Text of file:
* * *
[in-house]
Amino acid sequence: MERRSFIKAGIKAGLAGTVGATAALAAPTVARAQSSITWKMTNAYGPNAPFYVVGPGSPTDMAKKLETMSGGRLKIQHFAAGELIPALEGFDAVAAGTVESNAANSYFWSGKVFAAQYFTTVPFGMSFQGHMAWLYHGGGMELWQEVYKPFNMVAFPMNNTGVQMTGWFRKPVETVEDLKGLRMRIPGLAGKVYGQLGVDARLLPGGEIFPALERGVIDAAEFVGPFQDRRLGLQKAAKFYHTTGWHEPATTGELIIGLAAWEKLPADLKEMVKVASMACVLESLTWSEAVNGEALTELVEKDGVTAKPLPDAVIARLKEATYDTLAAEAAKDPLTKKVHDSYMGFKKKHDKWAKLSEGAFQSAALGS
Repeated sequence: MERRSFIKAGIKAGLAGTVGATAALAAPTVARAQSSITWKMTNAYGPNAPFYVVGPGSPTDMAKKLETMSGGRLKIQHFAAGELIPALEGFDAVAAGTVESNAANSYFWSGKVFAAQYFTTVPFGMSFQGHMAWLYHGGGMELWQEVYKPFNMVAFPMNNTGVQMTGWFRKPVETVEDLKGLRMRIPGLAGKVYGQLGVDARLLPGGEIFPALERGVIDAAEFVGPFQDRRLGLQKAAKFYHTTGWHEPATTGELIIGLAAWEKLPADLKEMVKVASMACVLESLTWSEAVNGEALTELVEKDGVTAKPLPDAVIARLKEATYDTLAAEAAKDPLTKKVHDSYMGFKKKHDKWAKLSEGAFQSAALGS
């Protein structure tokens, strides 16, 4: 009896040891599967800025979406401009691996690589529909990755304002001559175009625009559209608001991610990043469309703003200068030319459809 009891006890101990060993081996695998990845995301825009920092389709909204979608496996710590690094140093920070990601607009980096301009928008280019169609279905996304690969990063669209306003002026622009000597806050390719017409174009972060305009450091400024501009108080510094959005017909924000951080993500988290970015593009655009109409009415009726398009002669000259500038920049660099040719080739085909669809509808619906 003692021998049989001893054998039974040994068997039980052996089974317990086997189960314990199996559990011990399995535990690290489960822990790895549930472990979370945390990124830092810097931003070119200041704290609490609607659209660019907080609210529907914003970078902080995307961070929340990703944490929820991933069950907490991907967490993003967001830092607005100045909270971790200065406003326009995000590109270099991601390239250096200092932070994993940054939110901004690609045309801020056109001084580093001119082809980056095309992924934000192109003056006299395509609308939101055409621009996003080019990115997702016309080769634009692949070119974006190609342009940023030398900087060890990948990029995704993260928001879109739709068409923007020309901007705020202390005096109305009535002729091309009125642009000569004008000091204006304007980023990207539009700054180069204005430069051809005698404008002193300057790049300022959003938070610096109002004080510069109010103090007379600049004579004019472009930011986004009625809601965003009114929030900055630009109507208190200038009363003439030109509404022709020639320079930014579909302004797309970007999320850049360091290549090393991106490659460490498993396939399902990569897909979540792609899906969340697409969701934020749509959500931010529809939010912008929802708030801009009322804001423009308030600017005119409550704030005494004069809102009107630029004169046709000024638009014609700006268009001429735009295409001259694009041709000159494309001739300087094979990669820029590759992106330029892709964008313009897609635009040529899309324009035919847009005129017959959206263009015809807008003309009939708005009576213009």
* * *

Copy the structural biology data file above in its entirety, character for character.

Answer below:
[in-house]
Amino acid sequence: MERRSFIKAGIKAGLAGTVGATAALAAPTVARAQSSITWKMTNAYGPNAPFYVVGPGSPTDMAKKLETMSGGRLKIQHFAAGELIPALEGFDAVAAGTVESNAANSYFWSGKVFAAQYFTTVPFGMSFQGHMAWLYHGGGMELWQEVYKPFNMVAFPMNNTGVQMTGWFRKPVETVEDLKGLRMRIPGLAGKVYGQLGVDARLLPGGEIFPALERGVIDAAEFVGPFQDRRLGLQKAAKFYHTTGWHEPATTGELIIGLAAWEKLPADLKEMVKVASMACVLESLTWSEAVNGEALTELVEKDGVTAKPLPDAVIARLKEATYDTLAAEAAKDPLTKKVHDSYMGFKKKHDKWAKLSEGAFQSAALGS
Repeated sequence: MERRSFIKAGIKAGLAGTVGATAALAAPTVARAQSSITWKMTNAYGPNAPFYVVGPGSPTDMAKKLETMSGGRLKIQHFAAGELIPALEGFDAVAAGTVESNAANSYFWSGKVFAAQYFTTVPFGMSFQGHMAWLYHGGGMELWQEVYKPFNMVAFPMNNTGVQMTGWFRKPVETVEDLKGLRMRIPGLAGKVYGQLGVDARLLPGGEIFPALERGVIDAAEFVGPFQDRRLGLQKAAKFYHTTGWHEPATTGELIIGLAAWEKLPADLKEMVKVASMACVLESLTWSEAVNGEALTELVEKDGVTAKPLPDAVIARLKEATYDTLAAEAAKDPLTKKVHDSYMGFKKKHDKWAKLSEGAFQSAALGS
């Protein structure tokens, strides 16, 4: 009896040891599967800025979406401009691996690589529909990755304002001559175009625009559209608001991610990043469309703003200068030319459809 009891006890101990060993081996695998990845995301825009920092389709909204979608496996710590690094140093920070990601607009980096301009928008280019169609279905996304690969990063669209306003002026622009000597806050390719017409174009972060305009450091400024501009108080510094959005017909924000951080993500988290970015593009655009109409009415009726398009002669000259500038920049660099040719080739085909669809509808619906 003692021998049989001893054998039974040994068997039980052996089974317990086997189960314990199996559990011990399995535990690290489960822990790895549930472990979370945390990124830092810097931003070119200041704290609490609607659209660019907080609210529907914003970078902080995307961070929340990703944490929820991933069950907490991907967490993003967001830092607005100045909270971790200065406003326009995000590109270099991601390239250096200092932070994993940054939110901004690609045309801020056109001084580093001119082809980056095309992924934000192109003056006299395509609308939101055409621009996003080019990115997702016309080769634009692949070119974006190609342009940023030398900087060890990948990029995704993260928001879109739709068409923007020309901007705020202390005096109305009535002729091309009125642009000569004008000091204006304007980023990207539009700054180069204005430069051809005698404008002193300057790049300022959003938070610096109002004080510069109010103090007379600049004579004019472009930011986004009625809601965003009114929030900055630009109507208190200038009363003439030109509404022709020639320079930014579909302004797309970007999320850049360091290549090393991106490659460490498993396939399902990569897909979540792609899906969340697409969701934020749509959500931010529809939010912008929802708030801009009322804001423009308030600017005119409550704030005494004069809102009107630029004169046709000024638009014609700006268009001429735009295409001259694009041709000159494309001739300087094979990669820029590759992106330029892709964008313009897609635009040529899309324009035919847009005129017959959206263009015809807008003309009939708005009576213009």